What should we do? Talk with our regional allies. Get them to find a strategy where they can lead, and we can play a supporting role.

Money in politics

Lots of upset recently about money in politics, probably related to two recent Supreme Court decisions, Citizens United and McCutcheon. Most of the comment is about spending by corporations and wealthy individuals; and most of it comes from the left. For example, Senator Bernie Sanders on 4/2/14: “Freedom of speech, in my view, does not mean the freedom to buy the United States government…What world are the five conservative Supreme Court justices living in?…To equate the ability of billionaires to buy elections with ‘freedom of speech’ is totally absurd. The Supreme Court is paving the way toward an oligarchic form of society in which a handful of billionaires like the Koch brothers and Sheldon Adelson will control our political process.

It’s an even race
But what’s the beef? Democrats do well in the money race. According to the New York Times, in the 2012 presidential campaign the Obama campaign received 8% more than the Romney campaign. Alongside corporations and individuals, labor unions are also political spenders. Their contributions go unmentioned, and almost all of the union money goes to Democrats. According to the Wall Street Journal, from 2005 through 2011 unions spent $4.4 billion dollars on political activity: $3.3 billion in spending reported to the Labor Department, plus another $1.1 billion reported to the Federal Election Commission. The union money goes heavily to Democrats (92/8), while spending by corporations splits more evenly (55/45). I can’t find a clear comparison of union versus corporate political spending, but a Washington Post column discussing 2010 filings reports unions outspending corporations seven to one.

It’s self-defence
Why the surprise about all the money flowing into politics? For some, this money is self-defense. If groups and individuals had no need to push back against government interference in their affairs, the motivation to spend would be less. The US tax code grows on a path that seems geometric. See this handy chart from the tax services firm CCH:
CCH tax code growth

Growth in federal regulations follows the same trend. The Federal Register publishes government agency rules and public notices. In 1936, it was 2,620 pages. In 2012 it was 78,961 pages. That’s a thirty-fold growth over 76 years.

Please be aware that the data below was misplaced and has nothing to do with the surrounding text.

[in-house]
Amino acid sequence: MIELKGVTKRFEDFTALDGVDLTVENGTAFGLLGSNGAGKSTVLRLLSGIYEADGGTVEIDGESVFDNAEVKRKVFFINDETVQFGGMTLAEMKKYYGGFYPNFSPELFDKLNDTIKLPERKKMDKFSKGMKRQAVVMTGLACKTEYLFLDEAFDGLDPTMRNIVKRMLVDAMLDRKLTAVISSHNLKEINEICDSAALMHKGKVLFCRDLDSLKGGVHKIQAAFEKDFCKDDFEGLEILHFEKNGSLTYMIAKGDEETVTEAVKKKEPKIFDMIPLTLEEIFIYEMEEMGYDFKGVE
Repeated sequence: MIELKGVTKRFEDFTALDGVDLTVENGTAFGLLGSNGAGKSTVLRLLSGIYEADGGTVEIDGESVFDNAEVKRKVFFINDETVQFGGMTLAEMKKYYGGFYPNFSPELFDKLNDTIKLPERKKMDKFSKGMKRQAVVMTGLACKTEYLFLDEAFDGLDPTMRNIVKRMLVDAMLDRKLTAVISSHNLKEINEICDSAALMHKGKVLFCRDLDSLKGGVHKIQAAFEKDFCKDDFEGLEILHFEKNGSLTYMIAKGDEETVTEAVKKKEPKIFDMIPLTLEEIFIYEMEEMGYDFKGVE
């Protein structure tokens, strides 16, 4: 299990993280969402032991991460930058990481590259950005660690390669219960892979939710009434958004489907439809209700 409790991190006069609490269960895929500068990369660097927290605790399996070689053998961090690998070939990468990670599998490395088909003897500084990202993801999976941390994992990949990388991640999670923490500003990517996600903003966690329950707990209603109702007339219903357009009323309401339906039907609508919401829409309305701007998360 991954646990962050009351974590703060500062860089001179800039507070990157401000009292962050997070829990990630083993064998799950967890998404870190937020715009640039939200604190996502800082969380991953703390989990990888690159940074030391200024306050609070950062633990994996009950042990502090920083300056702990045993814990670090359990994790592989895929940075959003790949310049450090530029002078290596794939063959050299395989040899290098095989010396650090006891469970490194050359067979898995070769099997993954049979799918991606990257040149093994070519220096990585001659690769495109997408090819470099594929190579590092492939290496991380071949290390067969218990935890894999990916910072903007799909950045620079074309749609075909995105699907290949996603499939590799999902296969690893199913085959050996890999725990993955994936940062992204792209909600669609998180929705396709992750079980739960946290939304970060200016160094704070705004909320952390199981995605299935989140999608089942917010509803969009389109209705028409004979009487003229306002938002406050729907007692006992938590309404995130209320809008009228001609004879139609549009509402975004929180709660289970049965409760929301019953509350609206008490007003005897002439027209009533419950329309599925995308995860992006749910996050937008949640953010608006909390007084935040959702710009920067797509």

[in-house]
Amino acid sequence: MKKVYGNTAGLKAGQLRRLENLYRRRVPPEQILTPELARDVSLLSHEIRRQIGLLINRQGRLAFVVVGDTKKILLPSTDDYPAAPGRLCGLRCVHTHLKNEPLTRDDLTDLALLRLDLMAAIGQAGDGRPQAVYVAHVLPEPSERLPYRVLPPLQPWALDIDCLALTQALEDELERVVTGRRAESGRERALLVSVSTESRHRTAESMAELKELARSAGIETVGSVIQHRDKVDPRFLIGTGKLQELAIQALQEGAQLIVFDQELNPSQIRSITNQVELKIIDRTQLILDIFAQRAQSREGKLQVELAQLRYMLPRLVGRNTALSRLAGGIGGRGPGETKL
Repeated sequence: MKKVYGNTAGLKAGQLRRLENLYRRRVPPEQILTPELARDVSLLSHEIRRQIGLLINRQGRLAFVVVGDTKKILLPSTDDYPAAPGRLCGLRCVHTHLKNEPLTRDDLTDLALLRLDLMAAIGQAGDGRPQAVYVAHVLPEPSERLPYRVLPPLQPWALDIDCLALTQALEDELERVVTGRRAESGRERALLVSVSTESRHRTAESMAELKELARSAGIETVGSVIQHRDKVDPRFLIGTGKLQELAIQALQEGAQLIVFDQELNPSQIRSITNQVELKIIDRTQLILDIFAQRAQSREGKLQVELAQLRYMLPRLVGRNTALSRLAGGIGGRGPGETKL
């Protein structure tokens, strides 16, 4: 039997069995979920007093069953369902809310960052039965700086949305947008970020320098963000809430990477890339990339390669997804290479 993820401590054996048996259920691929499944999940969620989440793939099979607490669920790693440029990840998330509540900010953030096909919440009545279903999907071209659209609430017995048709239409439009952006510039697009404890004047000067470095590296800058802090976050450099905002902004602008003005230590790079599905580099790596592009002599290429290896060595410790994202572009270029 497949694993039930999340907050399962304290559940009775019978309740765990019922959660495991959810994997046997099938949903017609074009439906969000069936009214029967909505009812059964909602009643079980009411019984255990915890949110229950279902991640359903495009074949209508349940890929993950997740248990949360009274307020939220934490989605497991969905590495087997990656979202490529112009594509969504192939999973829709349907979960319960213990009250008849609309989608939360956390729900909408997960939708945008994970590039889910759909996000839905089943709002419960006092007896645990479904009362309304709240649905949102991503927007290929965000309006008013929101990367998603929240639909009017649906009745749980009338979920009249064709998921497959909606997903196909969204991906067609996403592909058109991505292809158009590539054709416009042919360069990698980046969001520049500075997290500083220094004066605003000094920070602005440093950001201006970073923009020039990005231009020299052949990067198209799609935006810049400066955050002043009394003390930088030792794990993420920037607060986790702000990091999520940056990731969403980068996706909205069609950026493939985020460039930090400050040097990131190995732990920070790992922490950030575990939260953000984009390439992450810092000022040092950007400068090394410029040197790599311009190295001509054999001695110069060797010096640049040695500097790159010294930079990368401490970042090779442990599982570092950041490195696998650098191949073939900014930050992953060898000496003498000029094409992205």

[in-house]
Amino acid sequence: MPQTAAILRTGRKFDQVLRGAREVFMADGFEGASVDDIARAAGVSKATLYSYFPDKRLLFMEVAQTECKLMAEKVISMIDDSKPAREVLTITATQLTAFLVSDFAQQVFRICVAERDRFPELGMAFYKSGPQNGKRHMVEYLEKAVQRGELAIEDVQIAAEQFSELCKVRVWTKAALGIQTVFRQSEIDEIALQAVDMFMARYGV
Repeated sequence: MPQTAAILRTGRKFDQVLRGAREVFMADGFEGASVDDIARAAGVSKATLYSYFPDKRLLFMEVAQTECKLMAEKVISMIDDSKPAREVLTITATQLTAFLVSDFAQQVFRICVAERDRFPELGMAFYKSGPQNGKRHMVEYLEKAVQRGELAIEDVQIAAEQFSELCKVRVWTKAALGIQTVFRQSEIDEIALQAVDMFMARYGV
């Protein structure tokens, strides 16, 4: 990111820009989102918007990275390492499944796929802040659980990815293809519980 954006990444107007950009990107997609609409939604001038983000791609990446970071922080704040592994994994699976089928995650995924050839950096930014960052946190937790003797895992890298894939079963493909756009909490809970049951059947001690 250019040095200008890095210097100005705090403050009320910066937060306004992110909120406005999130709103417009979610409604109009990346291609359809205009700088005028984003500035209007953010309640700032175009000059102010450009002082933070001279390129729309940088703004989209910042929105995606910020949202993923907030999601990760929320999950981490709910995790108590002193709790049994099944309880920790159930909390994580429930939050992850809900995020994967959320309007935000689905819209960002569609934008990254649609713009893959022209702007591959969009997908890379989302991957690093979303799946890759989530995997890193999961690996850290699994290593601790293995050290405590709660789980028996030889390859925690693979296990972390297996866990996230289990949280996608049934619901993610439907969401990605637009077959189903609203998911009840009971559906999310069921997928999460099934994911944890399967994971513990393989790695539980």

Go ahead, ban spending
So if you totally ban spending on campaigns, what does that get you? The pain that motivates campaign spending has not gone away, so the money will just find a different path to influence, and the money flows will probably be harder to see and control.

Paths to influence
Take a look at four ways money is used today for political influence.
1. Donations to candidates and parties. For example, your $25 to a Seattle city council race.
2. Donations to politically active non-profits, like the NRA or Planned Parenthood.
3. Direct spending, like get out the vote spending, Michael Moore and his movies, or Tea Party ads on TV.
4. Lobbying. This is where it gets tricky. Consider how it is that legislators in D.C. get so wealthy so quickly. Consider all the money that goes to lobbying firms, and how many former legislators and staff go into lobbying when they retire from elective politics.

If the utopian ideal of publicly-financed, money-free elections is achieved, the money forced out of elections will go into lobbying. And we won’t be able to track it. If a congressman’s sister gets a first in line spot on an IPO, or a staffer’s cousin gets a great price when they sell their house, how do you identify that as quiet influence on legislative language? You can’t shut the money off, you can only force it underground. No, we’re much better off allowing the money to flow openly in elections.

The bottom line…
• Candidates on the left and right each have their own favorite sources of cash, and neither party seems to have much of an advantage.
• Leave the spending out in the open where it contributes to the debate and can be monitored. If we limit the spending without changing the pain that motivates it, the spending goes underground. Choose your poison.